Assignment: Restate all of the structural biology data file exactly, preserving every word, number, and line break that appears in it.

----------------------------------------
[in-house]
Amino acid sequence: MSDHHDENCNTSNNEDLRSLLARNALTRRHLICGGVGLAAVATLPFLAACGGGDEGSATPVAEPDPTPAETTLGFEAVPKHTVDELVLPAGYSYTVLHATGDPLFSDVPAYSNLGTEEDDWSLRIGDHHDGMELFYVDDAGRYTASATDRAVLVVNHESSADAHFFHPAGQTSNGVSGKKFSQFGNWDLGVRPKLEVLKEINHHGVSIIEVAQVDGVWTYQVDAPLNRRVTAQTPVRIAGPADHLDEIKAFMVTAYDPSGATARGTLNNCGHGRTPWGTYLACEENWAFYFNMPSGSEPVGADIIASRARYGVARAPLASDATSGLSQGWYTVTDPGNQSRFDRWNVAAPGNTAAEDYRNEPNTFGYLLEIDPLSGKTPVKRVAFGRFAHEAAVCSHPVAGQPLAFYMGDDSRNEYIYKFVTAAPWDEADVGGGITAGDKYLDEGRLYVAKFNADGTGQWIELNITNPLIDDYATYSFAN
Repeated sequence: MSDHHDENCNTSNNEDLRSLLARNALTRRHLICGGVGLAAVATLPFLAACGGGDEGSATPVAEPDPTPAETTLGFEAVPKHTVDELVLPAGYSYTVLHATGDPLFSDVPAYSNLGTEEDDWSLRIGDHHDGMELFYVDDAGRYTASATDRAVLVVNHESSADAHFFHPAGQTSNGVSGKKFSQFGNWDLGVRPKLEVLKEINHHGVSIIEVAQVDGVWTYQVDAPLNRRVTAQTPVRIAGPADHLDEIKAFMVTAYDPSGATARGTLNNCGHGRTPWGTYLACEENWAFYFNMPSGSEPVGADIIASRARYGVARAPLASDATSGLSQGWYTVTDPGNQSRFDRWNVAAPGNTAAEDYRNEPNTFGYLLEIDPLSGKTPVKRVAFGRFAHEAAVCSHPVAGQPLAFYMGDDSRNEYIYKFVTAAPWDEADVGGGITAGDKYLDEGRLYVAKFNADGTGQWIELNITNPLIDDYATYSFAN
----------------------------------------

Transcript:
[in-house]
Amino acid sequence: MSDHHDENCNTSNNEDLRSLLARNALTRRHLICGGVGLAAVATLPFLAACGGGDEGSATPVAEPDPTPAETTLGFEAVPKHTVDELVLPAGYSYTVLHATGDPLFSDVPAYSNLGTEEDDWSLRIGDHHDGMELFYVDDAGRYTASATDRAVLVVNHESSADAHFFHPAGQTSNGVSGKKFSQFGNWDLGVRPKLEVLKEINHHGVSIIEVAQVDGVWTYQVDAPLNRRVTAQTPVRIAGPADHLDEIKAFMVTAYDPSGATARGTLNNCGHGRTPWGTYLACEENWAFYFNMPSGSEPVGADIIASRARYGVARAPLASDATSGLSQGWYTVTDPGNQSRFDRWNVAAPGNTAAEDYRNEPNTFGYLLEIDPLSGKTPVKRVAFGRFAHEAAVCSHPVAGQPLAFYMGDDSRNEYIYKFVTAAPWDEADVGGGITAGDKYLDEGRLYVAKFNADGTGQWIELNITNPLIDDYATYSFAN
Repeated sequence: MSDHHDENCNTSNNEDLRSLLARNALTRRHLICGGVGLAAVATLPFLAACGGGDEGSATPVAEPDPTPAETTLGFEAVPKHTVDELVLPAGYSYTVLHATGDPLFSDVPAYSNLGTEEDDWSLRIGDHHDGMELFYVDDAGRYTASATDRAVLVVNHESSADAHFFHPAGQTSNGVSGKKFSQFGNWDLGVRPKLEVLKEINHHGVSIIEVAQVDGVWTYQVDAPLNRRVTAQTPVRIAGPADHLDEIKAFMVTAYDPSGATARGTLNNCGHGRTPWGTYLACEENWAFYFNMPSGSEPVGADIIASRARYGVARAPLASDATSGLSQGWYTVTDPGNQSRFDRWNVAAPGNTAAEDYRNEPNTFGYLLEIDPLSGKTPVKRVAFGRFAHEAAVCSHPVAGQPLAFYMGDDSRNEYIYKFVTAAPWDEADVGGGITAGDKYLDEGRLYVAKFNADGTGQWIELNITNPLIDDYATYSFAN